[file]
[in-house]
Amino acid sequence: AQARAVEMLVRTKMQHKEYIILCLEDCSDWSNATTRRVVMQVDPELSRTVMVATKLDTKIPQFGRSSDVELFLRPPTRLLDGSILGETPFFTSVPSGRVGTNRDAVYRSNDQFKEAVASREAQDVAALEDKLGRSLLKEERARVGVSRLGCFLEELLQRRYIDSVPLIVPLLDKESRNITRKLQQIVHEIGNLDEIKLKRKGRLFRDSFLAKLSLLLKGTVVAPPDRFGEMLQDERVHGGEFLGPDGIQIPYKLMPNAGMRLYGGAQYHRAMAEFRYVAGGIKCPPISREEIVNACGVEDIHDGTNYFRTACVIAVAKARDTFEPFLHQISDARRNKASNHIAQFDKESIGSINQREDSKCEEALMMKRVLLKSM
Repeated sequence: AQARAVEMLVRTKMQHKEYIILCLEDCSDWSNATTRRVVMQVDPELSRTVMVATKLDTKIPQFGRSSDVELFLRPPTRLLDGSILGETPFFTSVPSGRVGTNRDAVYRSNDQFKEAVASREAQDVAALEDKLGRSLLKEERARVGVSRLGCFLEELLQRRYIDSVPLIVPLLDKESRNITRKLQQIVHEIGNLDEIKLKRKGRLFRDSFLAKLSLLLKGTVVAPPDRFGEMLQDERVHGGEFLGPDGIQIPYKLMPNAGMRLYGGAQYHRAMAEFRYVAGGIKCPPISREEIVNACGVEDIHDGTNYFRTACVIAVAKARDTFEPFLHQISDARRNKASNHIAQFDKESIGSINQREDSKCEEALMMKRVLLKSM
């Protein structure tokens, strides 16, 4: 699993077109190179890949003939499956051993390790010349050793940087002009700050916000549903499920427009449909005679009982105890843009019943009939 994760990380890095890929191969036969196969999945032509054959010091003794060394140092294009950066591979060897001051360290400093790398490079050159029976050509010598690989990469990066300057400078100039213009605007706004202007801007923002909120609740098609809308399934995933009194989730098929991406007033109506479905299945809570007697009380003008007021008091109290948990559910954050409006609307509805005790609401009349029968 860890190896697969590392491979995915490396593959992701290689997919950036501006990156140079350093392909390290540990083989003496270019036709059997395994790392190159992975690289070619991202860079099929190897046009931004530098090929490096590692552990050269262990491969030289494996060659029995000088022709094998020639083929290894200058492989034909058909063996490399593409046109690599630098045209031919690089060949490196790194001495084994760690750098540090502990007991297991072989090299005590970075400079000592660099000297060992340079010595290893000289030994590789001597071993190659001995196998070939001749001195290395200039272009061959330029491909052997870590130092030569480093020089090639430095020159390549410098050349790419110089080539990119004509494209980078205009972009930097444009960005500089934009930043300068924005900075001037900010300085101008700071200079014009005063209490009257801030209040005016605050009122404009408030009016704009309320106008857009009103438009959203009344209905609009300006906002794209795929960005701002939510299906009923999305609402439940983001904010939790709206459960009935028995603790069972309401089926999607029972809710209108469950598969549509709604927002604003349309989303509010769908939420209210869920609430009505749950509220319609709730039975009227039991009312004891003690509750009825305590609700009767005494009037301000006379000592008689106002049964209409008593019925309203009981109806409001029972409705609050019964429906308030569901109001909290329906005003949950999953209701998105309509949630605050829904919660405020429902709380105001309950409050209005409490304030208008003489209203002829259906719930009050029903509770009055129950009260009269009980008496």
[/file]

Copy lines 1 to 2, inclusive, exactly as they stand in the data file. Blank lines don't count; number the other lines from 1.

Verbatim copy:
[in-house]
Amino acid sequence: AQARAVEMLVRTKMQHKEYIILCLEDCSDWSNATTRRVVMQVDPELSRTVMVATKLDTKIPQFGRSSDVELFLRPPTRLLDGSILGETPFFTSVPSGRVGTNRDAVYRSNDQFKEAVASREAQDVAALEDKLGRSLLKEERARVGVSRLGCFLEELLQRRYIDSVPLIVPLLDKESRNITRKLQQIVHEIGNLDEIKLKRKGRLFRDSFLAKLSLLLKGTVVAPPDRFGEMLQDERVHGGEFLGPDGIQIPYKLMPNAGMRLYGGAQYHRAMAEFRYVAGGIKCPPISREEIVNACGVEDIHDGTNYFRTACVIAVAKARDTFEPFLHQISDARRNKASNHIAQFDKESIGSINQREDSKCEEALMMKRVLLKSM